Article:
neither god nor muse
on a train
in a nasty mood
coming from the outside
from the inside
the source is unimportant
the poet is the poet
is the real thing
Yeats is Spicer’s
the poem drives
to us (the Martian)
Yeats wife possessed
“I’m here to give you
YOU CAN LIVE
in difficult times
in these times
you could live
are you living?
copyright 2016 deborah taylor-hough
The First Time at the First Place
But I’m not ready to go home yet.
“But you can’t stay here forever.”
I know. But I’m not ready.
I don’t even know what ready means, or what ready looks like, or how ready feels. I just know that this is not ready. Thoughts of returning to the same circumstances that sent me to the hospital in the first place bring on panic attacks. I don’t think that’s ready. When I can’t stop crying whenever I think of going home, I don’t think that’s ready, either. When I shake so much I can’t eat, I suspect that’s also a sign I’m not ready.
“All, right. You can stay for one more day, but only one more day. That’s the best we can offer. You’ll need to use that day for preparing to go home. Can you do that?”
Yes. Okay. I understand. I will.
I do understand. I do. But even so, I don’t think I’ll be ready. At least they offered me one more day. One more day of safety from myself. One more day to breathe freely without fear that I’ll give up on life again. One more day to think about the thinking that led me to thinking that I needed to be in the hospital. One more day to accept the reality of life on the outside. One more day to steel myself for returning to the grief and loneliness. To return to the reality of pain and rejection. Of never-ending sadness. Of emptiness. Of hopelessness.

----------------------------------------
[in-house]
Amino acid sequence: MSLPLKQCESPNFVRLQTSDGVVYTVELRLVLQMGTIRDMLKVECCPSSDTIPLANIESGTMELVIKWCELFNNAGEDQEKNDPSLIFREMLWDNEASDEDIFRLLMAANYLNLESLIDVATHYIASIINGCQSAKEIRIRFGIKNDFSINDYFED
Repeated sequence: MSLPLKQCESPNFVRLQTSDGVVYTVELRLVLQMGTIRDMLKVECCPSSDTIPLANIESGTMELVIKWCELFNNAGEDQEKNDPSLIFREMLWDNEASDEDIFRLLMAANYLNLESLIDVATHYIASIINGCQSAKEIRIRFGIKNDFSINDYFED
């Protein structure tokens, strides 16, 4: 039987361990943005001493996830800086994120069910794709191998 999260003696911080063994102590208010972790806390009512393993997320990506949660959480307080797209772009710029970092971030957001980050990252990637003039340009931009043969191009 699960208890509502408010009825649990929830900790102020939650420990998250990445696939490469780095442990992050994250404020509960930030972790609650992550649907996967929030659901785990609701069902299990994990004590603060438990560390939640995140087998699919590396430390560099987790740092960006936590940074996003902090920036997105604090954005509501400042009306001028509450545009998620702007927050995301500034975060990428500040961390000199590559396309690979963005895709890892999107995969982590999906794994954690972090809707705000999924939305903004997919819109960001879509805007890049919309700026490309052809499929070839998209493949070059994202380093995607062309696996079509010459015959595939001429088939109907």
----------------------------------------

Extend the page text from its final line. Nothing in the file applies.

The Latest Time at a Different Place
The last time I was in the hospital, they sent me home before I was ready.
“We do things differently here. We won’t send you home until you’re ready.”
But last time I was told I just had to get myself ready and I couldn’t stay any longer, even though I was afraid to go home.
“If you feel afraid to go home, then you’re not ready. We won’t send you home until you’re ready.”
How will I know when I’m ready?
“You’ll know when you’re ready. We’ll know when you’re ready. We won’t kick you out, we promise. You can stay here until you’re ready.”
Oh. Okay. Thank you.
Is it weird to say I cried when the doctors told me I wouldn’t be going home for a while? I cried from happiness. I cried from sadness. I cried from sheer exhaustion. I cried from releasing the fear I’d been carrying. The fear of having to return home too soon. Perhaps this time will be the last time if I’m able to stay for enough time to finally discover what ready looks and feels like. What ready actually means.